Blog >
The Total Life Experience (TLE) Argument


The Total Life Experience (TLE) Argument

Glenton Jelbert shares a conversation on faith that explores atheism, faith, and the total life experience argument.

One of the unexpected joys of having written a book on atheism is the opportunity to have conversations with people of many different perspectives. John wrote to me out of the blue the other day, and we had a short back and forth. I happened to have been talking to my friend Bill Zuersher (author of Seeing Through Christianity: A Critique of Beliefs and Evidence) about arguments for God, so I looped him in too as this one was different from the classic cosmological, ontological, and teleological arguments.

With John’s permission, I’ve reproduced the conversation below, with only light editing for typos or context.

Dr. Jelbert,

I cannot tell from your website what your worldview (eg, pantheism) preference is.  Do you have one?

I have a Christian worldview, and my preferred epistemology is inference to the best explanation.



Dear John

Thanks for your email. I was a Christian but am now an atheist. Both halves of that sentence are prone to misunderstanding so let me expound slightly.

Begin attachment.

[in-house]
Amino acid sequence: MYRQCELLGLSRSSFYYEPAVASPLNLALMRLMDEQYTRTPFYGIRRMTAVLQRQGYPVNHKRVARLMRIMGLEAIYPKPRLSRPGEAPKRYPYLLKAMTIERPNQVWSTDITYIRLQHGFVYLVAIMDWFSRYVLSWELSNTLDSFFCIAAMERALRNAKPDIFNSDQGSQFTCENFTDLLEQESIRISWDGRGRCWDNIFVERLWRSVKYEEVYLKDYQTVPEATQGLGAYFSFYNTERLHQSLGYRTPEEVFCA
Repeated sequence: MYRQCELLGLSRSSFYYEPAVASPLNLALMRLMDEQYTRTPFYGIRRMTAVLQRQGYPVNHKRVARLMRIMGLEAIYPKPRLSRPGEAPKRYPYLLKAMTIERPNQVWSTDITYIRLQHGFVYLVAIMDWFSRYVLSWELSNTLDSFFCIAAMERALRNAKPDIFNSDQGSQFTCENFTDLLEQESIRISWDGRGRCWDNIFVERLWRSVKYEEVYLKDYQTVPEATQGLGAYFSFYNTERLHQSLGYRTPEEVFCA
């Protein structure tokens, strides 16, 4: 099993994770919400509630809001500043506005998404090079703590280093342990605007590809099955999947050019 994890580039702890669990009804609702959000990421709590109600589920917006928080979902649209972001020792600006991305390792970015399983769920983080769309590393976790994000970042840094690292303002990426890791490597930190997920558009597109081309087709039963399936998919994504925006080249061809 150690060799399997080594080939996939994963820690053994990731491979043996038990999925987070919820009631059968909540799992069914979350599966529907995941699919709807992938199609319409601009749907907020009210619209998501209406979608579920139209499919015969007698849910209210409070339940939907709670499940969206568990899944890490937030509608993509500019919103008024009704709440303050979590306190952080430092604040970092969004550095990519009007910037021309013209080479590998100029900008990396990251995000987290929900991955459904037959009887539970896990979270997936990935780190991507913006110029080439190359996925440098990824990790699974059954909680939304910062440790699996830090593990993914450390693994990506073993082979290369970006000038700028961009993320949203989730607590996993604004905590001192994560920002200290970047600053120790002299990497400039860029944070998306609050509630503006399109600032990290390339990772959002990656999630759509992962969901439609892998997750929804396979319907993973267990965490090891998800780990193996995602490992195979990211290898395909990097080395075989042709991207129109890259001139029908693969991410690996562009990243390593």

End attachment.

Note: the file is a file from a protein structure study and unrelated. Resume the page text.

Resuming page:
On the first half: Some Christians have the view that ‘once saved always saved’ and conclude that I was either never a “real” Christian or that I still am and I’m on a complicated journey. I obviously cannot persuade anyone that I was a “real” Christian previously, but that’s what I was.

On the second half, I often get quibbles about the definition of atheist. I’m an atheist in the sense that I do not believe in God. I don’t believe there’s a God because I am not persuaded by the evidence I’ve seen (including personal experiences, testimonies, philosophical arguments, historical arguments, biblical arguments, scientific arguments etc). Specifically, I don’t reject god, or have a philosophical belief that there cannot be a god. It’s “I don’t believe in God,” not “I believe there’s no God.” The former position puts the burden of proof on the theist.

Key points include:

  • Dualism

  • American christianity as morally corrupt

  • Intellectual masturbation and sophistry